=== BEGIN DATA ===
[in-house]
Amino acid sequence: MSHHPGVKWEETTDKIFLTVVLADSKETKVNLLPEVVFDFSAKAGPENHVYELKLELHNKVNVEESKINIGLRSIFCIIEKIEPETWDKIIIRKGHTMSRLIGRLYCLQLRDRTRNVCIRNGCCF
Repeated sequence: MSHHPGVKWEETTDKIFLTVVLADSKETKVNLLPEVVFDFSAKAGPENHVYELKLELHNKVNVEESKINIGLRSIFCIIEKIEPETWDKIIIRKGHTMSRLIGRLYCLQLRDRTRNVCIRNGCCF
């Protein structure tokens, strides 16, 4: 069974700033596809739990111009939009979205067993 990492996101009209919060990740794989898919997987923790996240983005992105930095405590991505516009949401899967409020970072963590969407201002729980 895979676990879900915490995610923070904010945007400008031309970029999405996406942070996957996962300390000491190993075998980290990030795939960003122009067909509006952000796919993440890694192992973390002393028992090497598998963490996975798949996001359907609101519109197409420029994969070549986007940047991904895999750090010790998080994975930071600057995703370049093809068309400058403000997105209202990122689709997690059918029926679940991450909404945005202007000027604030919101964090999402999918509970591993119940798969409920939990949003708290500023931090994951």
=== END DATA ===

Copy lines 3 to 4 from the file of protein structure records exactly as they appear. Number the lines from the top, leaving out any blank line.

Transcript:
Repeated sequence: MSHHPGVKWEETTDKIFLTVVLADSKETKVNLLPEVVFDFSAKAGPENHVYELKLELHNKVNVEESKINIGLRSIFCIIEKIEPETWDKIIIRKGHTMSRLIGRLYCLQLRDRTRNVCIRNGCCF
């Protein structure tokens, strides 16, 4: 069974700033596809739990111009939009979205067993 990492996101009209919060990740794989898919997987923790996240983005992105930095405590991505516009949401899967409020970072963590969407201002729980 895979676990879900915490995610923070904010945007400008031309970029999405996406942070996957996962300390000491190993075998980290990030795939960003122009067909509006952000796919993440890694192992973390002393028992090497598998963490996975798949996001359907609101519109197409420029994969070549986007940047991904895999750090010790998080994975930071600057995703370049093809068309400058403000997105209202990122689709997690059918029926679940991450909404945005202007000027604030919101964090999402999918509970591993119940798969409920939990949003708290500023931090994951």